Chrism vs OCU: chrism-making as coercion to "recognize" schismatics

Is Patriarch Bartholomew preparing a surprise for the Churches during the Blessing of the Holy Chrism? Photo: UOJ

The head of the Phanar invited reps of the Local Churches to his place for chrism-making. Together with them, Dumenko may also attend. What does this mean for Orthodoxy?

​In his Christmas message, Patriarch Bartholomew of Constantinople announced that in April 2022 the Phanar would hold the service of the Blessing of the Holy Chrism – the fourth in his Patriarchal ministry. By tradition, representatives of most of the Local Orthodox Churches take part in this sacred ceremony, especially those who receive holy oil directly from the head of the Phanar.

This year, the rite of chrism-making is of particular importance since a representative of the OCU can take part in it. In this regard, a number of questions arise, the main of which is whether the presence of Sergei Dumenko (or one of his associates) at the rite will become the de facto recognition of the OCU by the Churches.

What is chrism and why is it needed?

Chrism (also called myrrh, holy anointing oil) is, according to Canon 6 of the Councils of Carthage, “a mixture of various perfumed essences”, which is consecrated during a special liturgical rite. Chrism is prepared on the basis of olive oil with the addition of white wine and about 40 different essences (the Patriarchate of Constantinople uses 57 such essences), including: incense, rose petals, violet, spicy and galangal roots, nutmeg, rose, lemon and clove oils and much more.

In ancient times, chrism was prepared only by bishops, who gave it to priests to anoint the newly baptized. At the time of the Apostles and their disciples, the number of those wishing to receive Holy Baptism was not so large. The Apostles (and later the bishops) laid hands on each neophyte after Baptism - in order to give them the Holy Spirit as a gift (according to Archpriest A. Schmemann). However, due to the ever-increasing number of newly baptized (and, as a result, the impossibility of laying hands on each of them), the Church decided to prepare a special oil (chrism, myrrh), through which the believers received the gifts of the Holy Spirit being anointed. By the way, already in the Apostolic Epistles the gift of the Holy Spirit, which Christians possess, is sometimes called “anointing” (1 John 2:20; 2 Cor. 1:21), and according to Canon 48 of the Council of Laodicea, “they who are baptized must after Baptism be anointed with the heavenly chrism and be partakers of the Kingdom of Christ”.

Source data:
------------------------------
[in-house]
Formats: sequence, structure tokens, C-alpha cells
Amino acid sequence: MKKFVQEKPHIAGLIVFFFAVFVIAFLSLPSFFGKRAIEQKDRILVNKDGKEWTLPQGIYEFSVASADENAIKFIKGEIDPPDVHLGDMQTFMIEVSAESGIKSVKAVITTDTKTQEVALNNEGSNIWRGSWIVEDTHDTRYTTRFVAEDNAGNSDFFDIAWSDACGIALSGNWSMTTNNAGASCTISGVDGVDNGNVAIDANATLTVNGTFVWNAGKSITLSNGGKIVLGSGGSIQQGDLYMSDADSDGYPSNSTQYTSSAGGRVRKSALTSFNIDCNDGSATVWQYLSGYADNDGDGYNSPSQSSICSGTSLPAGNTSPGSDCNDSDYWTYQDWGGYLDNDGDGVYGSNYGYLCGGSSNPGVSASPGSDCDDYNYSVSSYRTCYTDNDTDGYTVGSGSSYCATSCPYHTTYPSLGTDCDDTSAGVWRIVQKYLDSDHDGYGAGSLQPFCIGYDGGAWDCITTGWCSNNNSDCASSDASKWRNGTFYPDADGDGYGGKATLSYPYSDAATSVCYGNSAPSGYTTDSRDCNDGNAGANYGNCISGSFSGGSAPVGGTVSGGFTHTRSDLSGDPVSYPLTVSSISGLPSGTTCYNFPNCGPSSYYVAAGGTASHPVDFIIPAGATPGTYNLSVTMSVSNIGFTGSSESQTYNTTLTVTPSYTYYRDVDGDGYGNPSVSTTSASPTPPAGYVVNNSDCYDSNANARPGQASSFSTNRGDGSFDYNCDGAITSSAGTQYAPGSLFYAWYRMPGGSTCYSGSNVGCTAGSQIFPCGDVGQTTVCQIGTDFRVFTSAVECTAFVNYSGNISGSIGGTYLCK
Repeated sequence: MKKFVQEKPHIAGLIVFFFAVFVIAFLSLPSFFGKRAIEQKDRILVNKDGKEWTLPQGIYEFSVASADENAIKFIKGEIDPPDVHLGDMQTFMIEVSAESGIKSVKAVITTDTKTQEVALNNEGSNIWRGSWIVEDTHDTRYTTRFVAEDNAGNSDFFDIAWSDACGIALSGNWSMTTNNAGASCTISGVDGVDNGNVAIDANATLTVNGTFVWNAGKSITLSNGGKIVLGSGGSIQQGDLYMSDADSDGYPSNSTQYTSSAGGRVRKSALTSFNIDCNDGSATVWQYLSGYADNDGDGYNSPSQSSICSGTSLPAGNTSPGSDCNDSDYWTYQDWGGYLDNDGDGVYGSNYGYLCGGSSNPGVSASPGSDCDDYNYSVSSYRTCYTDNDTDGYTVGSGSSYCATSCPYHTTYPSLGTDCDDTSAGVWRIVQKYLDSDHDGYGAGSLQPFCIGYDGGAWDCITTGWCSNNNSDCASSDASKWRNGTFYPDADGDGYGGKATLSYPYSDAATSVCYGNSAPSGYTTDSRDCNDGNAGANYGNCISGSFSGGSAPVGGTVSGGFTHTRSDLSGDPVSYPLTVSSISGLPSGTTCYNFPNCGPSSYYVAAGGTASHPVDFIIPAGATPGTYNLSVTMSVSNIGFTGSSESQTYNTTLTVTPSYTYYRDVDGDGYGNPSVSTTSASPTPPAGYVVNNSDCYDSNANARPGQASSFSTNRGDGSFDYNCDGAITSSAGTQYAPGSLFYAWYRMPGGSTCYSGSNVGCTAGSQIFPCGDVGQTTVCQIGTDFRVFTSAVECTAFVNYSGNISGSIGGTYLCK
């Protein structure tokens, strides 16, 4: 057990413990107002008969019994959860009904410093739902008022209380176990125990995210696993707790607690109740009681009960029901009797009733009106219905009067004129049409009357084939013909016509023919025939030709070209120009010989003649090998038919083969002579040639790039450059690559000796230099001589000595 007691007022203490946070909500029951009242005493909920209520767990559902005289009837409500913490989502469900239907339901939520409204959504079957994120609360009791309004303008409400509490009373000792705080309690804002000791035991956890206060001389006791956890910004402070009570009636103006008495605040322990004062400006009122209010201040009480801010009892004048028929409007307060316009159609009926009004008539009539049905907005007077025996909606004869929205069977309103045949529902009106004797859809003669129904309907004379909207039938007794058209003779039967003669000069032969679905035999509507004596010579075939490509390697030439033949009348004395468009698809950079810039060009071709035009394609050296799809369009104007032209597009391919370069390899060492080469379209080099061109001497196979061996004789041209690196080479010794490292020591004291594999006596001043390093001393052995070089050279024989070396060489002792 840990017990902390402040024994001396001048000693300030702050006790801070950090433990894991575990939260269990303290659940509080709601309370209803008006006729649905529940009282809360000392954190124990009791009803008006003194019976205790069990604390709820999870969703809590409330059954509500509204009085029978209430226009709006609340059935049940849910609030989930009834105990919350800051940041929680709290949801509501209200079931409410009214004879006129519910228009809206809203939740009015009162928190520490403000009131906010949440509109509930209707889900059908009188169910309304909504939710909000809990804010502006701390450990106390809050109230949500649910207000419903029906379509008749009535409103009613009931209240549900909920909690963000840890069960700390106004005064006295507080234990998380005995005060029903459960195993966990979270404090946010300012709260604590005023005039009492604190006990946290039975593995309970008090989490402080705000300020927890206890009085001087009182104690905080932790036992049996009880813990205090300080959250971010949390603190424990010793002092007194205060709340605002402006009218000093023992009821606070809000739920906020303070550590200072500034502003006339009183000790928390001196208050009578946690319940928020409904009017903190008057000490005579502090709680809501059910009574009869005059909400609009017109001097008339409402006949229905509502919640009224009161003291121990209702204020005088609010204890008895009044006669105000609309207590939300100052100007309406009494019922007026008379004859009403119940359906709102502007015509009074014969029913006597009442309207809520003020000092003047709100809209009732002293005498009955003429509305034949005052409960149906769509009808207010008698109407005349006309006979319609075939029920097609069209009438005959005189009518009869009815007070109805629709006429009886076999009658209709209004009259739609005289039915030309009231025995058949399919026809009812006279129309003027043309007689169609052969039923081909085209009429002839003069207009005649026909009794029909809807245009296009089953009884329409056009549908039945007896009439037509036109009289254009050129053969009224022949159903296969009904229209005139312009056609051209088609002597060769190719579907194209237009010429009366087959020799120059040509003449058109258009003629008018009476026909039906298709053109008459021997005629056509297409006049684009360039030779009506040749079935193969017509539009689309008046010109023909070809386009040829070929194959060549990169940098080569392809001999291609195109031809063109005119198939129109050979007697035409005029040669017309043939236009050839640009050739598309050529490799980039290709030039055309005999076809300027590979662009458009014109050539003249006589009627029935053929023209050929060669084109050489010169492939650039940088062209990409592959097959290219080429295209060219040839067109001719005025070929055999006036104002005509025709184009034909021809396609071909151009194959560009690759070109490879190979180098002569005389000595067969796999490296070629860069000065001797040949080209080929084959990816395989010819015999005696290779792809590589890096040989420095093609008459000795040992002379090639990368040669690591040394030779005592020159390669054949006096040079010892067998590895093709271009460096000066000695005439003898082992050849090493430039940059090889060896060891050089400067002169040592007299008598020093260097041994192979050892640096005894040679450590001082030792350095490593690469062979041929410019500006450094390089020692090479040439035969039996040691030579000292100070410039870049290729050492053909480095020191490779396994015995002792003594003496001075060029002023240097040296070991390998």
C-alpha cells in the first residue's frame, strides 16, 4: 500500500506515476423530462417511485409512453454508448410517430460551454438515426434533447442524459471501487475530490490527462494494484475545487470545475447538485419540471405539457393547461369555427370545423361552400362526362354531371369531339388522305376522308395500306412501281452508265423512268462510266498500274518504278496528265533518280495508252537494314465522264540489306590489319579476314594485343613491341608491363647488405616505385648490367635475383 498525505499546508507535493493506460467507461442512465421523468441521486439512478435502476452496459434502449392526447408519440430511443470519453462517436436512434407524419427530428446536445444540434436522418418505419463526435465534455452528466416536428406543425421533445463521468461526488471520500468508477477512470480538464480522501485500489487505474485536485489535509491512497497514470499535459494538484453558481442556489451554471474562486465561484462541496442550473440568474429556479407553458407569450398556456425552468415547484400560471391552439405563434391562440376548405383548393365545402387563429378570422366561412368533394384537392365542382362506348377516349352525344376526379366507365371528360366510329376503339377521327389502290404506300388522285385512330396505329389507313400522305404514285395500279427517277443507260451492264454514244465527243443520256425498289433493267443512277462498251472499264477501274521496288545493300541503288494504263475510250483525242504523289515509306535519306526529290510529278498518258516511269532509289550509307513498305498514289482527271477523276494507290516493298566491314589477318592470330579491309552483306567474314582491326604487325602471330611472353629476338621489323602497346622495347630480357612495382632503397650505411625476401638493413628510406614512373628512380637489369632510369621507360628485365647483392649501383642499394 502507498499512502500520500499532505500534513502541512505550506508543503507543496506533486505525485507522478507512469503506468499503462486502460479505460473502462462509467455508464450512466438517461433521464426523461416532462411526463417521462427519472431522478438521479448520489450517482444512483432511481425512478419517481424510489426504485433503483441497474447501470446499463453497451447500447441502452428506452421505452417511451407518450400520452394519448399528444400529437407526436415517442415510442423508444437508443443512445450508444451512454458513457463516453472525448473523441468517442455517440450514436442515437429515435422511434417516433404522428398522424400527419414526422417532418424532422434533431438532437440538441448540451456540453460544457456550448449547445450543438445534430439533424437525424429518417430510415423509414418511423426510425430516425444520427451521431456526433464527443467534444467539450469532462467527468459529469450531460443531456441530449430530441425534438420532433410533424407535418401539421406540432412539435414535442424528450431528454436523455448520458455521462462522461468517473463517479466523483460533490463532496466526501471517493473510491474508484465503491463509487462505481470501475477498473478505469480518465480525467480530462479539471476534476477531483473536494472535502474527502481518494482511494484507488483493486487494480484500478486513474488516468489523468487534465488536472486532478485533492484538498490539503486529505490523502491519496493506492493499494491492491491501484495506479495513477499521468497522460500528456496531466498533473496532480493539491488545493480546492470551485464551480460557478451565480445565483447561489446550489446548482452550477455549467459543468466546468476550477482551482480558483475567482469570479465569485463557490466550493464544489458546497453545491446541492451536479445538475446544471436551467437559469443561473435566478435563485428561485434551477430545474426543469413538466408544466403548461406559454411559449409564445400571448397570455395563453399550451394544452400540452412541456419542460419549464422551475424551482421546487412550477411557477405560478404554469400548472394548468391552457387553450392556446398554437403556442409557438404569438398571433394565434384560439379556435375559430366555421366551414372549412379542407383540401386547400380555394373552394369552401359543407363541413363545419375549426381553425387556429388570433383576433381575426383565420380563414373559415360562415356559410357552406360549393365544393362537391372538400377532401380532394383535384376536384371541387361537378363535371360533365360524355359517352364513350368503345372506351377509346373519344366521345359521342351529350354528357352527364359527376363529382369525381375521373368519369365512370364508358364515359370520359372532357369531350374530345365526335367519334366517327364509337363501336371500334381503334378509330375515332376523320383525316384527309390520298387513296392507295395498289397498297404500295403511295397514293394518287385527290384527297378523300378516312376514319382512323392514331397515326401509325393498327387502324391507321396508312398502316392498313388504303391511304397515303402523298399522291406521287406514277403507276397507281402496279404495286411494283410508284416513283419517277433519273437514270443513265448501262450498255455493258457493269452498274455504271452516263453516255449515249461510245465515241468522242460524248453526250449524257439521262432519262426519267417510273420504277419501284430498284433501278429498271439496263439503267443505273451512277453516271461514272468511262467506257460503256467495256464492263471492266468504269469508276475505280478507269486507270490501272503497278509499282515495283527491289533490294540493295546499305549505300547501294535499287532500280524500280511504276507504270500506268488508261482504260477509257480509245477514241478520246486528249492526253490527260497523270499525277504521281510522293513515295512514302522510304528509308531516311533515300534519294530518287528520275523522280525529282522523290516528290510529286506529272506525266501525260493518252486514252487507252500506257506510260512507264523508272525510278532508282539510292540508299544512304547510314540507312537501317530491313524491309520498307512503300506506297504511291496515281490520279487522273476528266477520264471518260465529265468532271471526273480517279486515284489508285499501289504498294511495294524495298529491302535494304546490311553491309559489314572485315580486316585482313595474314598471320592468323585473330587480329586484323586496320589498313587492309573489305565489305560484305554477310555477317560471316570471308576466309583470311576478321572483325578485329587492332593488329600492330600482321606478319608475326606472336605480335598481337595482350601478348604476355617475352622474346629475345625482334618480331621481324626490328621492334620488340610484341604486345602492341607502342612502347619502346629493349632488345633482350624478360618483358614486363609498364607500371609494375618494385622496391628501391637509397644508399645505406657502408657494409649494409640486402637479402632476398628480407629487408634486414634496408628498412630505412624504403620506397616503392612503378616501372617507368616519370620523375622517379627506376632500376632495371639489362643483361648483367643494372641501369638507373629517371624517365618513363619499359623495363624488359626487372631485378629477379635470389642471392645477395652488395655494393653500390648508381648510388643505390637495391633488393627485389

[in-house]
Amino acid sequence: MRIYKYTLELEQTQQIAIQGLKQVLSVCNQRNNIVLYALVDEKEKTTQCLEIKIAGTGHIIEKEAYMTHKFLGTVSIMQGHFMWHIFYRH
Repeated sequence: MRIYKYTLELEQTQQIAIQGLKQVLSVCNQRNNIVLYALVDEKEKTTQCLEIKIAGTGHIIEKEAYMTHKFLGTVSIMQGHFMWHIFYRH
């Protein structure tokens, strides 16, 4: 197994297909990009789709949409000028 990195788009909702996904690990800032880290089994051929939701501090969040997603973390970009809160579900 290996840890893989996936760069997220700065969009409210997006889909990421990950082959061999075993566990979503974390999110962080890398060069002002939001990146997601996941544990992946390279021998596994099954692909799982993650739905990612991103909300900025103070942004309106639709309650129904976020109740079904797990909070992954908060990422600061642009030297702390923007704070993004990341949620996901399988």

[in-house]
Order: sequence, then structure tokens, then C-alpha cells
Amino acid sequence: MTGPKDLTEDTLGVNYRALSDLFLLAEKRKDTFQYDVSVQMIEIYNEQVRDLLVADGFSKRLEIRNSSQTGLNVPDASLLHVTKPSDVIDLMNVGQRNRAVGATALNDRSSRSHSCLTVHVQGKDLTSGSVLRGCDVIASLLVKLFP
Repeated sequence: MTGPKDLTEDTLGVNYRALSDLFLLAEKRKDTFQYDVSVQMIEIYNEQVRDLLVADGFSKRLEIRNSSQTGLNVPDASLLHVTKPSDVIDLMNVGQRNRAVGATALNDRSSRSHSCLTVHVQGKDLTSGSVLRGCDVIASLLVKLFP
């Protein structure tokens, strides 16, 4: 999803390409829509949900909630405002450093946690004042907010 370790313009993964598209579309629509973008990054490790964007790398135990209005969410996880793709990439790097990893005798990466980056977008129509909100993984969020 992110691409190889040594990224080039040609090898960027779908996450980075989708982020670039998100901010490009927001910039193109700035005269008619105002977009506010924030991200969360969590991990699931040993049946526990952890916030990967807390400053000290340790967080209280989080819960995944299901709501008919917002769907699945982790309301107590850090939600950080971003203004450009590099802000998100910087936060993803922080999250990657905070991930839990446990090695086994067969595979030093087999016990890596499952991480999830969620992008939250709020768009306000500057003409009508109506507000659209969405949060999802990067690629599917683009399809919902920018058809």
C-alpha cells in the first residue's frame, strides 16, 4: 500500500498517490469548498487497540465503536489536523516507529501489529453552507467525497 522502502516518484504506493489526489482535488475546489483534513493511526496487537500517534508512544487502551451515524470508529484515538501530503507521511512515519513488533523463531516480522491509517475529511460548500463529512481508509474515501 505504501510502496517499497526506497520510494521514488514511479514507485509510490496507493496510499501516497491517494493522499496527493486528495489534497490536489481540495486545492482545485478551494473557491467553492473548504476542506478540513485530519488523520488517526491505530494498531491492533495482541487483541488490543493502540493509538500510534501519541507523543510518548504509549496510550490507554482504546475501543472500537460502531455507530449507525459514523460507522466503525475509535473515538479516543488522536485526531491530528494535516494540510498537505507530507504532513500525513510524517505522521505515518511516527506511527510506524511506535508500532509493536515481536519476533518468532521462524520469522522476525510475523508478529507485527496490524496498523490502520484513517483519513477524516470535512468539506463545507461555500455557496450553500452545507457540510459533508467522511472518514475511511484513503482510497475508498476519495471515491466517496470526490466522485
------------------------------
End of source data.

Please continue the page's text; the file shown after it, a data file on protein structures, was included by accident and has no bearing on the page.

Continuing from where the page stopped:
Thus, holy oil has been used in the Church almost from the very beginning for the anointing of newly enlightened Christians. In addition, in church liturgical practice, chrism is used:

  • to anoint people who become Orthodox Christians from other denominations and whose baptism is considered valid;
  • to consecrate the Holy Throne and the walls in new churches;
  • to sanctify icons and the reburial of holy relics;
  • earlier, to anoint Orthodox kings and emperors for kingship.

The Church treats holy oil in an appropriate way – as a great shrine. For example, St Cyril of Jerusalem compares chrism with the sacrament of the Eucharist: "Beware of thinking that this holy oil is simply ordinary oil and nothing else. After the invocation of the Spirit, it is no longer ordinary oil but the gift of Christ, and by the presence of his divinity, it becomes the instrument through which we receive the Holy Spirit. While symbolically, on our foreheads and senses, our bodies are anointed with this oil that we see, our souls are sanctified by the holy and life-giving Spirit.”

Therefore, the rite of chrism-making must not be considered unimportant. This is the most important Divine service, which not all Orthodox hierarchs can perform.

Who has the right to make chrism, and how does this right relate to the autocephalous status of a Church?

As mentioned above, initially the bishops of one or another Church had the right to make holy oil. However, quite early this right was assigned exclusively to the leading sees of the Orthodox Church.

Today, according to the established tradition, the Constantinople, Russian, Bulgarian, Romanian, Serbian, Georgian Churches independently consecrate chrism.

Today, according to the established tradition, the Constantinople, Russian, Bulgarian, Romanian, Serbian, Georgian Churches independently consecrate chrism.

From the point of view of the Russian Church, the right of chrism-making is the exclusive prerogative of the autocephalous Church. That is why, by granting independence to the Polish, Czechoslovak and American Churches, the Russian Orthodox Church endowed them with the right to independently prepare myrrh.

A completely different point of view is held by the Patriarchate of Constantinople. They believe that the right to make chrism belongs to the head of the Phanar, who can (or should) be concelebrated by representatives of the Local Churches. It is for this reason that in the Tomos on autocephaly of the Greek, Albanian, Polish Churches, the Church of the Czech Lands and Slovakia, as well as in the Tomos of the OCU issued by the Phanar, it is prescribed to receive holy oil from the Patriarchate of Constantinople. In addition, the ancient Patriarchate of Jerusalem receives chrism from the Phanar.